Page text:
Eleven runners finished the 100K, with John McElroy, 45, of Brooklyn, N.Y., setting a new course record in 9:39:09, topping Carsten Braun’s old record by around 50 minutes. Bryce Spare, 38, of Adams, Mass., finished second in 10:30:29, followed by Drew Shattuck, 45, of Waltham, Mass., in 10:54:34. Chevalier topped the women’s field with her time of 13:39:30, followed shortly after by Krista Alderdice, 44, of West Windsor, Vt., in 13:58:29.
Eighteen runners completed the 50-mile race, led by 32-year-old Natty Montoya of Richmond, Va., who set a new course record in 7:23:42. He was followed by 37-year-old Benjamin Simanski of Greenfield, Mass., who established a new course record for visually impaired runners, clocking a speedy 8:40:06 while placing second overall. Russell House, 24, of Easton, Pa., rounded out the men’s podium in 8:45:49, setting a new 20-29 age group record along the way. Shortly after House finished, 52-year-old Claire Gadrow of South Kingstown, R.I., crossed the finish line fourth overall while topping the women’s field and setting a new age group record in 9:06:38. Sarah Bousquet, 39, of South Hadley, Mass., followed in 10:34:46.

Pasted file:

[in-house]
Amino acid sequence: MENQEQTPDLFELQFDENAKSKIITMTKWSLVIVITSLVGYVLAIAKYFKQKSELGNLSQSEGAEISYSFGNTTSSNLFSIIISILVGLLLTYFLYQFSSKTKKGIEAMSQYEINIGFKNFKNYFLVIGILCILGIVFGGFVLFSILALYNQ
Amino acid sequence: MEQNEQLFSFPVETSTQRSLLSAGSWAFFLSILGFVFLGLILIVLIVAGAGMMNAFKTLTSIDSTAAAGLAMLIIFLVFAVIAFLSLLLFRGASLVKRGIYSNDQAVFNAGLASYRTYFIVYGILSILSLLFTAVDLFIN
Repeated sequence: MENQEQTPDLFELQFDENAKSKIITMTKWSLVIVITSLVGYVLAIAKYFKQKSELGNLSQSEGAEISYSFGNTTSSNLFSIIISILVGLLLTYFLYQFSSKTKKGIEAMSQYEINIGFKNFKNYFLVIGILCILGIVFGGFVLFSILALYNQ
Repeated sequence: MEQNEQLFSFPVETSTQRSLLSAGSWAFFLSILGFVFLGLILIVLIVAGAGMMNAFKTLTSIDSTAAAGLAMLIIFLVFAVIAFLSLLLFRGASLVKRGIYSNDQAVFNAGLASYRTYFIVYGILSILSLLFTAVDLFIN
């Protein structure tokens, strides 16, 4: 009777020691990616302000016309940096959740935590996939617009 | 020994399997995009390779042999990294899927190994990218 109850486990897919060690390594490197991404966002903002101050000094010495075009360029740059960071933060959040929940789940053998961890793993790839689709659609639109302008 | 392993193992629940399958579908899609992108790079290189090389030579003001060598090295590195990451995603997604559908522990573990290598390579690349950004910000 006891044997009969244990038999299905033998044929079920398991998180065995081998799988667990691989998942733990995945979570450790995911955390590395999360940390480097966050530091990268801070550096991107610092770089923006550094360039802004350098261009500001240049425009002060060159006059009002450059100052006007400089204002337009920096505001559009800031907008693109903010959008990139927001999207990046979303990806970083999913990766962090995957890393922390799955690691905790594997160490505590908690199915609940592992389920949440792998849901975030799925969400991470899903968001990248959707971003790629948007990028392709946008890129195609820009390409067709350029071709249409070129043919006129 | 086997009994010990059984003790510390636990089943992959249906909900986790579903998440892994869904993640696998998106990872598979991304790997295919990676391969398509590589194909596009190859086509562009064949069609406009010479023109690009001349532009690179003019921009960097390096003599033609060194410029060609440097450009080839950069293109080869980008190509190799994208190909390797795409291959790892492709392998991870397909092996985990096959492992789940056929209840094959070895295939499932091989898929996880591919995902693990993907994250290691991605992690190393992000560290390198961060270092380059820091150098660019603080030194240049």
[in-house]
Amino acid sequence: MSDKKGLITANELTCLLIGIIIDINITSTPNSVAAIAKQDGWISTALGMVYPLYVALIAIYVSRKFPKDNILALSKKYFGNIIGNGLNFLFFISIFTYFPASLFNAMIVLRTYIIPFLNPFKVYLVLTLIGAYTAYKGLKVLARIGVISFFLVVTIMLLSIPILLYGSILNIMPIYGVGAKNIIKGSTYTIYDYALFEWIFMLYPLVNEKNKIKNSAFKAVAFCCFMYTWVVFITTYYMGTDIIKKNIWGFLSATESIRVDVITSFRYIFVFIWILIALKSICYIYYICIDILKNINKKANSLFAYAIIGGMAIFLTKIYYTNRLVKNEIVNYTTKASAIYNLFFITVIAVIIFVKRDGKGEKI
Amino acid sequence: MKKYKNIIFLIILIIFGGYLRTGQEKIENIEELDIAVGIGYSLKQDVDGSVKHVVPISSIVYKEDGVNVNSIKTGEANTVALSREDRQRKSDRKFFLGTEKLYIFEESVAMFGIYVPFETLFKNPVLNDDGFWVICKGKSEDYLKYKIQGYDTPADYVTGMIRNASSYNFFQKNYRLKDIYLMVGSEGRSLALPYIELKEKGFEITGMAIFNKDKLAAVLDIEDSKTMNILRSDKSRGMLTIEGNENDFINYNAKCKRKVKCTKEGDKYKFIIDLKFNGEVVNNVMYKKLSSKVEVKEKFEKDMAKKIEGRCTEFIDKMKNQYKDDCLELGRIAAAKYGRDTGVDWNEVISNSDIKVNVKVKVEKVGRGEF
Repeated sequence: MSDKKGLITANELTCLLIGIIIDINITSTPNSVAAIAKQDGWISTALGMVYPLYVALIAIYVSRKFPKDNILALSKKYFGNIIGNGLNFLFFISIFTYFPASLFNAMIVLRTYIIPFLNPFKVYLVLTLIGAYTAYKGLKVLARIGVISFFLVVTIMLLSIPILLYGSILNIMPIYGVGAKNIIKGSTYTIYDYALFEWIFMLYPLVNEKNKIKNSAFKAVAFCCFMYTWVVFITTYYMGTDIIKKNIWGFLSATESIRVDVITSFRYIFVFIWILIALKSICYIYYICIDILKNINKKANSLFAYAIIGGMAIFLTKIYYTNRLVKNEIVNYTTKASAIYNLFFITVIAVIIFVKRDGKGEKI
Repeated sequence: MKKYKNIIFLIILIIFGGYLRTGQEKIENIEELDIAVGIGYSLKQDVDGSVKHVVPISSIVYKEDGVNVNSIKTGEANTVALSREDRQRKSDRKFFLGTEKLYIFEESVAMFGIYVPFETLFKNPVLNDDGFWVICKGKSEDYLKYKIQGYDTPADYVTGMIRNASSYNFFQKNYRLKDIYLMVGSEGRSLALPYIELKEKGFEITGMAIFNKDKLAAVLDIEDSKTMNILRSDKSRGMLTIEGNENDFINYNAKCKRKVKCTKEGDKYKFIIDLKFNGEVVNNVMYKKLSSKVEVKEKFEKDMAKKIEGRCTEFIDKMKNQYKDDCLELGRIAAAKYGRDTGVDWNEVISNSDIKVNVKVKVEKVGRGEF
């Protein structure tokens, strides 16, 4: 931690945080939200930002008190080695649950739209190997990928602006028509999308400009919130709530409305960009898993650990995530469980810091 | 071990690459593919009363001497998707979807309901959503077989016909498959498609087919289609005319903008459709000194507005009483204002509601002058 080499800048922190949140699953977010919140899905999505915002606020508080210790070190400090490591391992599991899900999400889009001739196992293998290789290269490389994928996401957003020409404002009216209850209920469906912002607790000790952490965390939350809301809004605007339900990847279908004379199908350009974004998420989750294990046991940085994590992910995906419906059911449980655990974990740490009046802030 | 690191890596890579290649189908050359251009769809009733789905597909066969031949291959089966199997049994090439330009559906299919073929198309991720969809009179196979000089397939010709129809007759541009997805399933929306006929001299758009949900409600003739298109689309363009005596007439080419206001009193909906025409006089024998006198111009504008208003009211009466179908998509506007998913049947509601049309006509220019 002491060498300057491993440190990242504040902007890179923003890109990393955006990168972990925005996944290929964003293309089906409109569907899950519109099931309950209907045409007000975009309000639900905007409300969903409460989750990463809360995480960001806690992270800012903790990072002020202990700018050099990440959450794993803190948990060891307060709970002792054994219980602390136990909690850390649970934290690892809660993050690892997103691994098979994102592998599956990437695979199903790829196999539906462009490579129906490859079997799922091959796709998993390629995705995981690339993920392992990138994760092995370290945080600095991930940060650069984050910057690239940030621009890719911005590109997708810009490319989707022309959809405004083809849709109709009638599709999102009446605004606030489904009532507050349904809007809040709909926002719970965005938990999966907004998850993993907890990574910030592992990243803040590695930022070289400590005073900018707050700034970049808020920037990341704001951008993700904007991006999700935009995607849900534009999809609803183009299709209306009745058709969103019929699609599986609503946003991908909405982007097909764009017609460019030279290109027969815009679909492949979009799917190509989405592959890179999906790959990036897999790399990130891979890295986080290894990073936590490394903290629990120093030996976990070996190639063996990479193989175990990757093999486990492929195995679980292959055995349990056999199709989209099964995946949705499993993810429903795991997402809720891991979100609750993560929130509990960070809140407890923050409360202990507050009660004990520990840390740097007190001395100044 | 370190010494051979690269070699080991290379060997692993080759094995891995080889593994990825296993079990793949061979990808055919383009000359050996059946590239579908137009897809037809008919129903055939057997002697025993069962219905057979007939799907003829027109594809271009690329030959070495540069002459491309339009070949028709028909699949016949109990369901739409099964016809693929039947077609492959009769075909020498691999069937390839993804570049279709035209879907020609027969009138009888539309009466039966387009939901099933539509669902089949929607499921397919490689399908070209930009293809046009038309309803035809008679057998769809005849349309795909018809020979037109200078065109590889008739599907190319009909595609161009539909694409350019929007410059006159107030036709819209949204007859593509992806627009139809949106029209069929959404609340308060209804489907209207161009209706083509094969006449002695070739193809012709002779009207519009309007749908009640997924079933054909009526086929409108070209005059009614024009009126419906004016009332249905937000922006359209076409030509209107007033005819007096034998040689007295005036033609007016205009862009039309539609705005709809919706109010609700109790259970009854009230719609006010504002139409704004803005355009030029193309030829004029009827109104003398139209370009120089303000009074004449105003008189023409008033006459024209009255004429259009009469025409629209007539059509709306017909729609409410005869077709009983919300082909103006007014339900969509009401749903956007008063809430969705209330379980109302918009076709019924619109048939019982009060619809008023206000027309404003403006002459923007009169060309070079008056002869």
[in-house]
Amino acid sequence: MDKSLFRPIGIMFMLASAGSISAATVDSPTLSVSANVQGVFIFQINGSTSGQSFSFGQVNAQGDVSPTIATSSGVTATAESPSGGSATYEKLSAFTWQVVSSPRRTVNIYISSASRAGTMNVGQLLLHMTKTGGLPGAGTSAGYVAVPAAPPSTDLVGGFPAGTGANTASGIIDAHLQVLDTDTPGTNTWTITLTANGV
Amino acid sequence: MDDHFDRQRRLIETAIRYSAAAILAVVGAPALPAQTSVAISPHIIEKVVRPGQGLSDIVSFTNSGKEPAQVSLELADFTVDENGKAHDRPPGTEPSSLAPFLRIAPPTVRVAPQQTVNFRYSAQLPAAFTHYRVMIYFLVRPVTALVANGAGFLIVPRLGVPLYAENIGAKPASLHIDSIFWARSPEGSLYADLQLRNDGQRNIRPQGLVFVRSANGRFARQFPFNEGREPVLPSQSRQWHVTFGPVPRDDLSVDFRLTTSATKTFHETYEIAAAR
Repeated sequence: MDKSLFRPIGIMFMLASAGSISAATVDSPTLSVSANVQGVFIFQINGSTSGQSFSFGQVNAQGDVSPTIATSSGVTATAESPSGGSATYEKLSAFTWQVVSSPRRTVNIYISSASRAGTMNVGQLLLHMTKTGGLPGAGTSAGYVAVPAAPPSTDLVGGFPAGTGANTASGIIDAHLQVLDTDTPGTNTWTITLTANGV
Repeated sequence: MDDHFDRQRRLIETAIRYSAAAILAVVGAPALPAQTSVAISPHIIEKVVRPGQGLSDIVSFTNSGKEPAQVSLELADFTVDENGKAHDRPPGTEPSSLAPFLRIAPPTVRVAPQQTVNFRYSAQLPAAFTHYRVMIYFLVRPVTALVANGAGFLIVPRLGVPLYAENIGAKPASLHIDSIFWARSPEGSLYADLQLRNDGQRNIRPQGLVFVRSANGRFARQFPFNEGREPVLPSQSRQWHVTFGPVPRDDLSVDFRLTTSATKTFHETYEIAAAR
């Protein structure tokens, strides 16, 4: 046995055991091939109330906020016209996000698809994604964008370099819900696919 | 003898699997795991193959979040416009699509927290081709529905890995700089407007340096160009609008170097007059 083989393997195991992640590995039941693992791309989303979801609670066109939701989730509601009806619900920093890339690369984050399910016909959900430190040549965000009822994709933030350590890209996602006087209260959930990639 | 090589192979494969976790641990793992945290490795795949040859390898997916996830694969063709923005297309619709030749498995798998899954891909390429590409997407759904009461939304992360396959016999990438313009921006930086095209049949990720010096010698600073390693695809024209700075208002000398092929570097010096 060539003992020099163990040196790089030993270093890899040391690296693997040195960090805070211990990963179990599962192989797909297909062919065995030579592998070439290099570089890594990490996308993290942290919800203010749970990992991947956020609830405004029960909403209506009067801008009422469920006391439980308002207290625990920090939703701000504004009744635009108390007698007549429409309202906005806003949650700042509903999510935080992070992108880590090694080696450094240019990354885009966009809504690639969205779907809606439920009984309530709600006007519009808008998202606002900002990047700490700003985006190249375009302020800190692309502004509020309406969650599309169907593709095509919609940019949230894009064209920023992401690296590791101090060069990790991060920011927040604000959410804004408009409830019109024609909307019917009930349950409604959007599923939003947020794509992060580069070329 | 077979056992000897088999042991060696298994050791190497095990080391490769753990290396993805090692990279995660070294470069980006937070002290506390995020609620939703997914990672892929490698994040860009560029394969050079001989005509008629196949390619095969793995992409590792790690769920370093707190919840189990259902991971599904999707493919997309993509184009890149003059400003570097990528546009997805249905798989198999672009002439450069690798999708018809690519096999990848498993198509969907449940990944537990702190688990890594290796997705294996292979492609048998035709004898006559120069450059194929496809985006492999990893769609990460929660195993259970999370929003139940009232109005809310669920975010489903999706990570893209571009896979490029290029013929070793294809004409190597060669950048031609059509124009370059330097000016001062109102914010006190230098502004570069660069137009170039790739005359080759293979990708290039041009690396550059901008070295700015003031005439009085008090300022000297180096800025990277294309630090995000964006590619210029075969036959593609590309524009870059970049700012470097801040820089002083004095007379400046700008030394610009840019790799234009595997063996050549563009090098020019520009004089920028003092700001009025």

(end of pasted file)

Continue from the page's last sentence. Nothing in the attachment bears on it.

The largest of the ultra distance fields was the 50K, where 51 runners completed two out-and-back trips through the course. Though the course records survived at that distance, overall winner Corey Mullins, 28, of Boston, Mass., set a new 20-29 age group record with his time of 3:47:45 while outdistancing the rest of the field by nearly a half-hour. His closest competitor, 37-year-old Nicholas Triolo of Williamsburg, Mass., finished in 4:14:28, just ahead of third-place finisher Danny Hartman, 36, of Easthampton, Mass., who crossed the line in 4:18:00. Carina Halloran, 45, of Durham, Conn., topped the women’s field in 4:58:38, followed by 36-year-old Emily Hoar of Charlotte, N.C., in 5:12:06, and 30-year-old Emily Andrews of Watertown, Mass., in 5:16:39.